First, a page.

WASHINGTON -- Republicans said they wanted process, so now they have it. The question is whether President Donald Trump’s defenders are willing, finally, to address the substance of the allegations against him.
Thursday's historic vote by the House set out procedures for the inquiry into Trump's conduct that give the president every opportunity to defend himself. Before and after the vote, GOP leaders complained that Speaker Nancy Pelosi, D-Calif., was running a "Soviet-style" impeachment process, which must be one of the dumbest things ever said on the House floor. The old Soviet Union didn't do impeachments, with accusation by one legislative chamber, judgment by the other, the nation's highest judicial officer presiding and the ultimate sanction being removal from office. It did purges, followed by a one-way trip to the gulag.
It sounded as if Minority Leader Kevin McCarthy, R-Calif., and his colleagues were grasping at the wispiest of straws, and they were. Odds are that they will continue to do so as long as they can. Meanwhile, however, the process they clamored for will roll on and gather momentum, with or without them.
Trump has groused that his allies should instead be defending him on substance. But how can they? His phone call with Ukrainian President Volodymyr Zelensky was "perfect" only as an illustration of impeachable behavior. And we know that what Trump called a "word-for-word" transcript of the call omitted key elements of the call, according to one witness. How can anyone defend the president without knowing what's missing?
Moreover, the phone call was just part of a much larger scheme. The evidence that has surfaced thus far indicates that Trump orchestrated a mob-style shakedown, withholding nearly $400 million in military aid and a promised White House meeting in an attempt to coerce Zelensky into investigating -- and publicly smearing -- Biden and his son Hunter. The play-ball-with-us message was apparently delivered not just by the president himself but also by various emissaries. At the time, Joe Biden was shown by polls to be Trump's most formidable potential Democratic opponent in November 2020.
In other words, Trump was actively and personally colluding with a foreign government to interfere in our coming presidential election. No wonder Republicans prefer to pound the table about process.
Soon the depositions that the House Intelligence Committee has been taking behind closed doors will be made public. What we have learned of them so far is heartening. Patriotic civil servants realized what Trump was trying to do and were aghast. They saw him putting personal political interests ahead of the national security interests he had sworn an oath to protect, and they tried their best to do the right thing within the chain of command.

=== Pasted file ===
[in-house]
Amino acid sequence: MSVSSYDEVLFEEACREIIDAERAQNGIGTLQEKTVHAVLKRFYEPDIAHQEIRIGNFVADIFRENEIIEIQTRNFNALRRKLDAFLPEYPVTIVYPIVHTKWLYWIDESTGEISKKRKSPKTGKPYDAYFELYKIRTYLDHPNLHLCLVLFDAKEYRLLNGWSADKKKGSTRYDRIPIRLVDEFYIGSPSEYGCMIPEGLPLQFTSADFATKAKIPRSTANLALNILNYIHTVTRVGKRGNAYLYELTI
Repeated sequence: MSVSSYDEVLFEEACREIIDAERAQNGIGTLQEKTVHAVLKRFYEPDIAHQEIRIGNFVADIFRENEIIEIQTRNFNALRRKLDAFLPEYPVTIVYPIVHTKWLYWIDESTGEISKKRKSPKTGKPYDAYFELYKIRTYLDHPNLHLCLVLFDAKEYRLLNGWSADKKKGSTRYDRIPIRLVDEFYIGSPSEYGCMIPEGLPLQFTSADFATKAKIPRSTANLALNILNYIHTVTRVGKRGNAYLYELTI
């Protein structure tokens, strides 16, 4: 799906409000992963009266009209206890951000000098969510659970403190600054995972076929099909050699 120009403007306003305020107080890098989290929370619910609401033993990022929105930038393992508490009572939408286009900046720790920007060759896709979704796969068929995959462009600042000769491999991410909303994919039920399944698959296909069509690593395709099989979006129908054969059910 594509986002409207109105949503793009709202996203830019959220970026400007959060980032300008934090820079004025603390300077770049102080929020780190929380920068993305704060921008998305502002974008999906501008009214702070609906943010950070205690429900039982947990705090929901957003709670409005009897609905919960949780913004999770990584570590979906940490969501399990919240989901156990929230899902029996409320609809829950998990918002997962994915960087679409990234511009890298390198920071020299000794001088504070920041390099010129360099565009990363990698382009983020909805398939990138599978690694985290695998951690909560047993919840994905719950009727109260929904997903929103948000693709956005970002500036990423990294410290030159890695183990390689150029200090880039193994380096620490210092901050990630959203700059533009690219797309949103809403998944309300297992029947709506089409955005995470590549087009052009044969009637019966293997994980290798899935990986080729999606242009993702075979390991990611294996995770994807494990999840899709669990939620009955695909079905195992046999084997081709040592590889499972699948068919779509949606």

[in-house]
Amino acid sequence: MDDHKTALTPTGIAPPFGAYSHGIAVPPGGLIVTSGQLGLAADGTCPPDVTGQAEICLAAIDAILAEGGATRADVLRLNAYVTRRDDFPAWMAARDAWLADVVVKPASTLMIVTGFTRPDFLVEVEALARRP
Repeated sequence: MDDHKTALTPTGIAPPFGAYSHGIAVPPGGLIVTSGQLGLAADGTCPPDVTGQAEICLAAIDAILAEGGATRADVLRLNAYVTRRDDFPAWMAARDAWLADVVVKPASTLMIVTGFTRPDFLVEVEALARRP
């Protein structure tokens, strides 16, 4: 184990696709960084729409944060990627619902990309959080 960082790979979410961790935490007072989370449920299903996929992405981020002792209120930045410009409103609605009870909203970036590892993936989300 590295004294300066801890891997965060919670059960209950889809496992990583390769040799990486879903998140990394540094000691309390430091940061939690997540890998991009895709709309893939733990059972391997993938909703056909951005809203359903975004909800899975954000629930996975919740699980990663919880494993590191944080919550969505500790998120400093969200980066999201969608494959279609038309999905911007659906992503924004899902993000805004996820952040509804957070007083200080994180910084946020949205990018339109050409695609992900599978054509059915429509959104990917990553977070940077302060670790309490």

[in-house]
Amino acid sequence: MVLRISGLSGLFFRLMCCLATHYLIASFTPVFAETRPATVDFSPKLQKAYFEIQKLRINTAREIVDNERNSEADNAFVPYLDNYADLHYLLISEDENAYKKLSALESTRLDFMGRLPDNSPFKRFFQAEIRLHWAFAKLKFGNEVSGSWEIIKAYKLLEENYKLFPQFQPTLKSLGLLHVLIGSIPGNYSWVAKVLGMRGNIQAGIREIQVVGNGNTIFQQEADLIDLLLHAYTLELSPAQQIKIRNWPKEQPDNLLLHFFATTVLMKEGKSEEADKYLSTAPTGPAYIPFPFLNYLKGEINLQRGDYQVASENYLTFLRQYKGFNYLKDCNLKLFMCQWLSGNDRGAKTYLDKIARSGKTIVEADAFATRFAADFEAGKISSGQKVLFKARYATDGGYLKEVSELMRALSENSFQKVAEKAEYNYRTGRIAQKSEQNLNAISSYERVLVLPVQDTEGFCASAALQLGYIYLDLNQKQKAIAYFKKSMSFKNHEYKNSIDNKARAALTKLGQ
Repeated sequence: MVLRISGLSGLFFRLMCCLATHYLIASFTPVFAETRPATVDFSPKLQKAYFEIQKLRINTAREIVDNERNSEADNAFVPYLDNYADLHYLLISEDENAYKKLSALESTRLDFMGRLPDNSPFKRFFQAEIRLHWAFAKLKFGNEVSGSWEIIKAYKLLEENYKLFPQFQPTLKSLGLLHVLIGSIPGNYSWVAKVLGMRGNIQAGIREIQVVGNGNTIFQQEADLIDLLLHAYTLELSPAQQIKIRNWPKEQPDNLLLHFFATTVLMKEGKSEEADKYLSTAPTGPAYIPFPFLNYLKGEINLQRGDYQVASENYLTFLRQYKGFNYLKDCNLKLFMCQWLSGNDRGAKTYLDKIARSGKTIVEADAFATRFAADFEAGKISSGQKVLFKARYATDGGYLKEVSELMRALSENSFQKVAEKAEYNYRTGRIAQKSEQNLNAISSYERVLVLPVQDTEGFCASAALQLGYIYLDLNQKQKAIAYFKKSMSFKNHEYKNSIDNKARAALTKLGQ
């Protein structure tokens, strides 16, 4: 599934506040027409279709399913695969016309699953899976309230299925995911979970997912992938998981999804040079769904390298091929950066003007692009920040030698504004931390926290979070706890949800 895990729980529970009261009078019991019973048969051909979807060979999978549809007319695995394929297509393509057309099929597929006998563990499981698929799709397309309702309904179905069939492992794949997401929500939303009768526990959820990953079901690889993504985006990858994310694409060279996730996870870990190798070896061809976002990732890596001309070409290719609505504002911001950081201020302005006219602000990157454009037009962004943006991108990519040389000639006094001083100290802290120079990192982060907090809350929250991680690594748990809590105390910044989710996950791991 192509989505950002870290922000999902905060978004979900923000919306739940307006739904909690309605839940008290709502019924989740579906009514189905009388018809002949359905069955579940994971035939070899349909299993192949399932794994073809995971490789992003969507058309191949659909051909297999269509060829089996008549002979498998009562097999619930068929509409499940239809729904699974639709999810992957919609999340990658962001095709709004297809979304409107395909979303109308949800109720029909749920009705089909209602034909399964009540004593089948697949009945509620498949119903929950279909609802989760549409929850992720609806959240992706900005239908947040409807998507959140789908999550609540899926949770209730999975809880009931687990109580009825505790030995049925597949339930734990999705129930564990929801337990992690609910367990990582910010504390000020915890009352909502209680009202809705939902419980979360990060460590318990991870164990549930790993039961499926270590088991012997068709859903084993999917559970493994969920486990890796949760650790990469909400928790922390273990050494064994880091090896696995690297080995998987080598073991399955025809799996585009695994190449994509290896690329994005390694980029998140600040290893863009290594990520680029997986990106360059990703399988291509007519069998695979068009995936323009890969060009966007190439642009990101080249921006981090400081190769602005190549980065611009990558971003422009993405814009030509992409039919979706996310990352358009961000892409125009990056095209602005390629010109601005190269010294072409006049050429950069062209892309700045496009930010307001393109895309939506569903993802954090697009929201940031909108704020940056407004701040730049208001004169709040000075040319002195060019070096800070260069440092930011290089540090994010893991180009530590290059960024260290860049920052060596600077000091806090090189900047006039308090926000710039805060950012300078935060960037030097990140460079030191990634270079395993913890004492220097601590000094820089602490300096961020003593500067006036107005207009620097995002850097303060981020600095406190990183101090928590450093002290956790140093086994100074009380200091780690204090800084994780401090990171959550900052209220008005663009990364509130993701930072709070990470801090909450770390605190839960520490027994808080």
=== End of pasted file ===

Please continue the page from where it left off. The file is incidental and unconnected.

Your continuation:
Ambassador William Taylor, named envoy to Ukraine by Secretary of State Mike Pompeo, kept copious notes and was able to produce a detailed timeline of events. He also made sure that his qualms and objections were recorded in text messages, which he surely knew would someday come to light. These are not the actions of some "spy" from the mythical "deep state." These are the actions of a dedicated and experienced diplomat who loves his country.
Lt. Col. Alexander Vindman, a decorated Iraq War veteran who works at the National Security Council as an expert on Ukraine, was assigned to listen in on Trump's phone call with Velensky -- and was so horrified he reported the president's extortion attempt to a top NSC lawyer. The lawyer's reaction was to make sure that the rough transcript of the call was buried in a super-secret computer system usually reserved for the most highly classified information, such as ongoing covert operations.
For recognizing the difference between right and wrong, and for volunteering to appear before the House Intelligence Committee despite almost certainly being pressured by his bosses at the White House not to do so, Vindman has had his patriotism impugned. I wonder how many of his spineless Republican critics were awarded the Purple Heart after being injured by a bomb in Iraq.
More witnesses are coming out of the woodwork. When the public hearings begin, Trump's defenders will have to decide what tack to take. Keep harping on process? Taking the route of character assassination? Pulling more sophomoric stunts to disrupt the proceedings?
However Republicans choose to proceed, there's one thing they must realize, even if they are afraid to say it out loud: The facts are only going to get worse for the president. If they can't bring themselves to defend Trump on the merits, they're going to have to explain why not. Process is now just a dodge.
Eugene Robinson’s email address is firstname.lastname@example.org.
© 2019 Washington Post Writers Group